Pioneering hub tasked with providing data, analysis, and expert advice to Ministers crafting UK's first critical minerals strategy
The government is working with the British Geological Survey (BGS) to track the supply, demand, and flow of the critical minerals found in electric vehicle (EV) batteries, wind turbines, and other technologies crucial to the net zero transition, it announced today.
Officially launched this morning by Industry Minister Lee Rowley, the new Critical Minerals Intelligence Centre at the BGS's headquarters in Nottingham has been tasked with producing up-to-date data and analysis that can inform policies designed to create more robust critical mineral supply chains.
As the net zero transition progresses against a fraught geopolitical landscape, there have been growing calls for governments, businesses, and investors to work together to ensure the global supply of minerals proves resilient to strained international relations and supply chain disruptions.
The World Bank has predicted that production of graphite, lithium, and cobalt could increase by nearly 500 per cent by 2050 to meet growing demand for clean energy technologies.
Experts are broadly confident surging demand can be met, but there are also widespread concerns that global mineral supply chains are characterised by a number of potential bottlenecks and points of vulnerability. The majority of critical mineral production is concentrated in a relatively small number of regions in the Southern Hemisphere, before being processed in South-East Asia, which can make supply chains vulnerable to disruption.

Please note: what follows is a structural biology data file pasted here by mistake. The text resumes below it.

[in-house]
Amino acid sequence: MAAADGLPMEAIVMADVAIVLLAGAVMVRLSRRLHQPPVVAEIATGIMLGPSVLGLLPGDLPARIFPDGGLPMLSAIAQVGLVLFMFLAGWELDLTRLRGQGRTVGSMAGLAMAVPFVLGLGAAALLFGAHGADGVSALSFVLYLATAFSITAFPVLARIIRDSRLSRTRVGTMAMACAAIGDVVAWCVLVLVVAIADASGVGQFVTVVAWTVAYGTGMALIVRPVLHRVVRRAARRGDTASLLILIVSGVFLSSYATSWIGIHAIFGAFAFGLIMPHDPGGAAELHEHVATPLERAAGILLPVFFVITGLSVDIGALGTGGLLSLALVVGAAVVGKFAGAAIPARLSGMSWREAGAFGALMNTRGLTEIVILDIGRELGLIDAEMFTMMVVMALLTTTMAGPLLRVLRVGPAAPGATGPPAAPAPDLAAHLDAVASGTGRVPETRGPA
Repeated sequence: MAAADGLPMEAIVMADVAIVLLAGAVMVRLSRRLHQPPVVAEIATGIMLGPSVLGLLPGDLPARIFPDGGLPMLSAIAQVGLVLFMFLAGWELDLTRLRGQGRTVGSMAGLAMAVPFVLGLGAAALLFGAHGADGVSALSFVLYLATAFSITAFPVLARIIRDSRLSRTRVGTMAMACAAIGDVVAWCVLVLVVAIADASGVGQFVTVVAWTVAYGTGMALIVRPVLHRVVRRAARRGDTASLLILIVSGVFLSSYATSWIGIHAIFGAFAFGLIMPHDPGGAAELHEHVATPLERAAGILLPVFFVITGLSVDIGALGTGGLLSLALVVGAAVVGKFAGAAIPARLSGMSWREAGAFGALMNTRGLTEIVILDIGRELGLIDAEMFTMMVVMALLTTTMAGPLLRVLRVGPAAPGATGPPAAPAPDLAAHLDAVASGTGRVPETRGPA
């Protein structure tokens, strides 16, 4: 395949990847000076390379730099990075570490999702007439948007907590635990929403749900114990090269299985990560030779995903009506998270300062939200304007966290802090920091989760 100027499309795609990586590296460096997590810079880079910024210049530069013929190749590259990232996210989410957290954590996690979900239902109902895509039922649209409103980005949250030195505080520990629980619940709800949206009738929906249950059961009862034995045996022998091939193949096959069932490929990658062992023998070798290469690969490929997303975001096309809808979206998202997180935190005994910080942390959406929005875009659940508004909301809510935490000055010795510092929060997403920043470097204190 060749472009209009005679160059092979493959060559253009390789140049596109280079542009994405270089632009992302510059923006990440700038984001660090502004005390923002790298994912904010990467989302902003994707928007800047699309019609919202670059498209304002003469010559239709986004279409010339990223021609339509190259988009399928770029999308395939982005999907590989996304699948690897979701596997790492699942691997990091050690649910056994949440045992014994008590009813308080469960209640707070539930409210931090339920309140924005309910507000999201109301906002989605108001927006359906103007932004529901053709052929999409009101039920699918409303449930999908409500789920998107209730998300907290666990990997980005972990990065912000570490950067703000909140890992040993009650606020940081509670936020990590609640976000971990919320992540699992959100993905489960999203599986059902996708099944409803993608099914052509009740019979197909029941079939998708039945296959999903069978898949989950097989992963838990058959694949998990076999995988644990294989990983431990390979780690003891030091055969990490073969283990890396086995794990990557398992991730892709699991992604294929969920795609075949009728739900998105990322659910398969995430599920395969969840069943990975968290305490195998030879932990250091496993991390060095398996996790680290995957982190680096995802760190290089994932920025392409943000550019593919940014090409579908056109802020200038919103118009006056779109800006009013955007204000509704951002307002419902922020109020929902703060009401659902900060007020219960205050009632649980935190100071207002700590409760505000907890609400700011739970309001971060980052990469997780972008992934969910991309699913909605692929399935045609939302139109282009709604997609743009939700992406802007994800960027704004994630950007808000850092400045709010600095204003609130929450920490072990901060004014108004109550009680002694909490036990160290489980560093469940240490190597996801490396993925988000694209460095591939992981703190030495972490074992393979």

As such, businesses and governments have faced growing calls for them to help diversify mineral supply chains and minimise associated security and environmental risks.
Today, the UK government said work was already underway at the Critical Minerals Intelligence Centre, highlighting how a report into demand and supply security of electric vehicle (EV) battery minerals had already been published.
"Critical minerals are so important to every aspect of our daily lives, whether it's the phones we use, the cars we drive, or the batteries in our laptops," said Rowley. "As the world shifts towards new green technologies, supply chains will become more competitive. That's why we're harnessing the British Geological Survey's vast experience in geoscience, to ensure better access to these crucial resources, and support the delivery of our forthcoming Critical Minerals Strategy."
The Critical Minerals Intelligence Centre is also tasked with issuing advice on emerging issues, including geopolitical, ethical, or environmental risks associated with critical mineral sources, the government said.
It added that some of Centre's data and insights might be provided to businesses, in instances deemed "appropriate and of benefit to them".
BGS director, Dr Karen Hanghøj, said the government agency was "extremely pleased" to host the UK's new critical minerals data hub.
"The British Geological Survey has a strong reputation for its work on mineral and metal supply and is internationally-known for its expertise on critical raw materials," she said. "Through the new Critical Minerals Intelligence Centre, we are looking forward to building on this track record to provide UK industry and policy makers with high quality information and advice."
The government is aiming to publish a strategy later this year that sets out its plans for bolstering the resilience of the UK's critical mineral supply chains, while ensuring booming demand for clean technologies drives jobs in minerals and manufacturing across the UK.